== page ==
I Told You So Part 5: AT&T to Book $1 Billion Cost on Health-Care Reform – Called Before Congress To Explain Their Numbers
The Health-Control Bill has been sold as a “cost-saving” program. Right… One problem though, now that companies are looking at the bill to see what it will cost them [and us], the news isn’t good.
March 26 Bloomberg — AT&T Inc. will book $1 billion in first-quarter costs related to the health-care law signed this week by President Barack Obama, the most of any U.S. company so far. A change in the tax treatment of Medicare subsidies triggered the non-cash expense, and the company will consider changes to the benefits it offers current and retired workers, Dallas-based AT&T said today in a regulatory filing. AT&T, the biggest U.S. phone company, joins Caterpillar Inc., AK Steel Holding Corp. and 3M Co. in recording non-cash expenses against earnings as a result of the law. Health-care costs may shave as much as $14 billion from U.S. corporate profits, according to an estimate by benefits consulting firm Towers Watson. AT&T employed about 281,000 people as of the end of January.
Of course Congress is not happy with AT&T’s filing. Why? Well, it makes Barack and Congress look “Bad“. Their response? AT&T is now being hauled before Congress to “explain” their numbers.
March 27 Bloomberg — Representative Henry Waxman called the chief executive officers of AT&T Inc., Verizon Communications Inc., Caterpillar Inc. and Deere & Co. to provide evidence to support costs the companies plan to book related to the new health-care law.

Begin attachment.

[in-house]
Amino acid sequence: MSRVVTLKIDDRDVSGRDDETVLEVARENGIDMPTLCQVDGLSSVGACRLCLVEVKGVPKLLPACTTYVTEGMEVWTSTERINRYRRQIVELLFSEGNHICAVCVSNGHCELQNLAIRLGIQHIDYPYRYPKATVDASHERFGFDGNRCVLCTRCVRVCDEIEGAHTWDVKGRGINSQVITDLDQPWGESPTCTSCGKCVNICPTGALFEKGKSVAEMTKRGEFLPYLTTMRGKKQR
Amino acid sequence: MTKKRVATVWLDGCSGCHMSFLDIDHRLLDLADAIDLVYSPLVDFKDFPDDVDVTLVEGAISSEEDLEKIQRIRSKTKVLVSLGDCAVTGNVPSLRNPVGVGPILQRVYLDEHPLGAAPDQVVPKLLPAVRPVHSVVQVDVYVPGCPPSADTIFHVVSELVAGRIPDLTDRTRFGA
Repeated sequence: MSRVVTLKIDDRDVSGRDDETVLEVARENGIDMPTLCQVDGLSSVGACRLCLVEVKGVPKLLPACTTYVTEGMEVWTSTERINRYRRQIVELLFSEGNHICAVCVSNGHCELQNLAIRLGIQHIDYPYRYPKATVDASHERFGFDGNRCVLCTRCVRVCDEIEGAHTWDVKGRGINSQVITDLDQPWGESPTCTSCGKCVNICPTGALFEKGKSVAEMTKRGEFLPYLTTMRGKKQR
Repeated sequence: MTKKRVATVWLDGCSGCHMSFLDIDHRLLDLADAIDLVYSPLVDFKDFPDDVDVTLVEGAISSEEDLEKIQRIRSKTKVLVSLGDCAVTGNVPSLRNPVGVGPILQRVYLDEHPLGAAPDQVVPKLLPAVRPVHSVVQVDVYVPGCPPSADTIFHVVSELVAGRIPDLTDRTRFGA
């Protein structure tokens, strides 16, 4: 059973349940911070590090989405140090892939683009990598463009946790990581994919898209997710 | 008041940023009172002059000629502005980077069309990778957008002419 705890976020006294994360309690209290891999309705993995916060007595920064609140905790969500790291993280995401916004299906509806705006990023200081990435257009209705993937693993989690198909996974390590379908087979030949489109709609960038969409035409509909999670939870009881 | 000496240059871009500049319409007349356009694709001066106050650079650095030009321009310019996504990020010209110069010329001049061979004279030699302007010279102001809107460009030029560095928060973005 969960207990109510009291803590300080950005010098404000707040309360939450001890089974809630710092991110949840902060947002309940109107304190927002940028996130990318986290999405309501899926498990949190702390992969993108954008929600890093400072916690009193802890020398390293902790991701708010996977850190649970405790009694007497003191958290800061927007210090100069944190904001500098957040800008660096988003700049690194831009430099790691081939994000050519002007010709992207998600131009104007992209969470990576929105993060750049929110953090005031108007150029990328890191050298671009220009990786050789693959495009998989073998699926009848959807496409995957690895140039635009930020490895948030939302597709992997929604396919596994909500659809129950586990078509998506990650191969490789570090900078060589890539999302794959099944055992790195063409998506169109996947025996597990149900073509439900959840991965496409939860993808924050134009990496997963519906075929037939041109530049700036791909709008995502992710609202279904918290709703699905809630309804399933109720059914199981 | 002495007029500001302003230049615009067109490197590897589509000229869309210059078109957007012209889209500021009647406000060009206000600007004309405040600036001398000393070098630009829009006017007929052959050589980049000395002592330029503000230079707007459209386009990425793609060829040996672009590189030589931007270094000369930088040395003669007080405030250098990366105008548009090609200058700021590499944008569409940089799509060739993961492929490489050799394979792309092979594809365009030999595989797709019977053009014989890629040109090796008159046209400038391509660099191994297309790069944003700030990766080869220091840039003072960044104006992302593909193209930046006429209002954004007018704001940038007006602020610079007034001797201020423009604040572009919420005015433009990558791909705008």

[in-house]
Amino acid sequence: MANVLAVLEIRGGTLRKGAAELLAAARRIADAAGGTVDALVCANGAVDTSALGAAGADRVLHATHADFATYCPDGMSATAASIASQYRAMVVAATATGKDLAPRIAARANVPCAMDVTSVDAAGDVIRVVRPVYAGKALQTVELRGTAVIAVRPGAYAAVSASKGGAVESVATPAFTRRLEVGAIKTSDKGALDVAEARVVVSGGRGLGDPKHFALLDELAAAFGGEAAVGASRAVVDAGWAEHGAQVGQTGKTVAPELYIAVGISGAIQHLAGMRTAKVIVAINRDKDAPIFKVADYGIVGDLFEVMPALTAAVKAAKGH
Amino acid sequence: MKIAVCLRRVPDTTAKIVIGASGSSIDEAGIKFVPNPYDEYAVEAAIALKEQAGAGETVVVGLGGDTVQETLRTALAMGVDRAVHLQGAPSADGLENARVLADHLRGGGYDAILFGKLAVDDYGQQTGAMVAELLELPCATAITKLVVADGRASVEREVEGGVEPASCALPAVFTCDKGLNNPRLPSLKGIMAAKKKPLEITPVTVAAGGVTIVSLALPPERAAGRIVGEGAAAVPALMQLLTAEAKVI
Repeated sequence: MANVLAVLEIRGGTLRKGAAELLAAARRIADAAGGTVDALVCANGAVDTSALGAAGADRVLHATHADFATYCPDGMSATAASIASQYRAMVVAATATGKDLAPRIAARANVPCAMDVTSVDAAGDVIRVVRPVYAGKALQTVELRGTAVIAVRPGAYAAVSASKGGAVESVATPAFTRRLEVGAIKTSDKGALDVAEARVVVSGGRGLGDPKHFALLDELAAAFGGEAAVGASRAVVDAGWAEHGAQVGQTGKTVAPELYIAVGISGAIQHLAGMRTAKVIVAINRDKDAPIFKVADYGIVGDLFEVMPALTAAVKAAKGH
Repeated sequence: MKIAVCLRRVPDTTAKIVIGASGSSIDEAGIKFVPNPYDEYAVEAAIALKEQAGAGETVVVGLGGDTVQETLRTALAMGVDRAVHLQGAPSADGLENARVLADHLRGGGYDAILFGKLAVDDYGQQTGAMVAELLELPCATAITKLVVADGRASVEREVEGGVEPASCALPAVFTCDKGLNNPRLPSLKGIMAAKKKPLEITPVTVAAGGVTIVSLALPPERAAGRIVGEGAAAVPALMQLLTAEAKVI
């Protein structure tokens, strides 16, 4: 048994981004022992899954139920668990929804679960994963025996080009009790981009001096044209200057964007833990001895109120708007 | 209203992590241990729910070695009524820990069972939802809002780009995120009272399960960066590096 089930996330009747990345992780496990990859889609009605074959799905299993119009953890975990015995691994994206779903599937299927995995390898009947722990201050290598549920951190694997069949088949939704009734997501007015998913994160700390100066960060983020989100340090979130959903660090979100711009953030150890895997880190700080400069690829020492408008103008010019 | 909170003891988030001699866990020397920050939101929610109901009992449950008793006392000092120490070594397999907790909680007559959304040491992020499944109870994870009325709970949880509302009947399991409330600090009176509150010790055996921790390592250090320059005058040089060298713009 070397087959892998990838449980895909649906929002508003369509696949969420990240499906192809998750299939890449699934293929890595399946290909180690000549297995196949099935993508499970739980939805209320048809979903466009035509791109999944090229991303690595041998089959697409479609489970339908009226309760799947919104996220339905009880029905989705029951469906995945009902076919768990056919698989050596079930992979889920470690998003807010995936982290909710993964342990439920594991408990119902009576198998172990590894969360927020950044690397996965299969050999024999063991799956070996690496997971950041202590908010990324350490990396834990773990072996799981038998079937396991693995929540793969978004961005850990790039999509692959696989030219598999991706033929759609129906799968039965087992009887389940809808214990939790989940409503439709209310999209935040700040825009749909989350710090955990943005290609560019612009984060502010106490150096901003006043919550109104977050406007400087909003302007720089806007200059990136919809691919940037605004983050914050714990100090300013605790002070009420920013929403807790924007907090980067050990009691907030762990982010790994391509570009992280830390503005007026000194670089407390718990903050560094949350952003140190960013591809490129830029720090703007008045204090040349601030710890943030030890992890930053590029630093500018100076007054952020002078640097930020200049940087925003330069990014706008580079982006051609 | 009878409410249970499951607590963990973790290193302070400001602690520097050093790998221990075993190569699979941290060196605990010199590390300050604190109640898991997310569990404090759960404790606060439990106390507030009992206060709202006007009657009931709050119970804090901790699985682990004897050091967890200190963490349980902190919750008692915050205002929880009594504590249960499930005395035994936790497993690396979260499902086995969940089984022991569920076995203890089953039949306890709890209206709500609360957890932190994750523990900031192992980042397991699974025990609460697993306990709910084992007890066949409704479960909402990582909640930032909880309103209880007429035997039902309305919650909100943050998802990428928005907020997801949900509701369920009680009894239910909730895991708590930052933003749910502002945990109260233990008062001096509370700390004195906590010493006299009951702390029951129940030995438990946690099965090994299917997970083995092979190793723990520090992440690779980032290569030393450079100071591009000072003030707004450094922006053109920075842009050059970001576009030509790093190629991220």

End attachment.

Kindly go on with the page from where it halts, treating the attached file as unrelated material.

Waxman of California, chairman of the House Energy and Commerce Committee, and subcommittee Chairman Bart Stupak of Michigan released letters they wrote to the executives, saying their plans to record expenses against earnings as a result of the law contradict other estimates. The lawmakers requested the executives appear at hearing Stupak plans on April 21.
“The new law is designed to expand coverage and bring down costs, so your assertions are a matter of concern,” Waxman and Stupak, both Democrats, wrote in the letters yesterday. “They also appear to conflict with independent analyses.”
So companies [that make payroll, have to turn a profit. and answer to shareholders], not only know less than Congress [which is $14 Trillion in the red] when it comes to crunching numbers, but are now suspect and must be strong-armed by our own elected officials. Nice….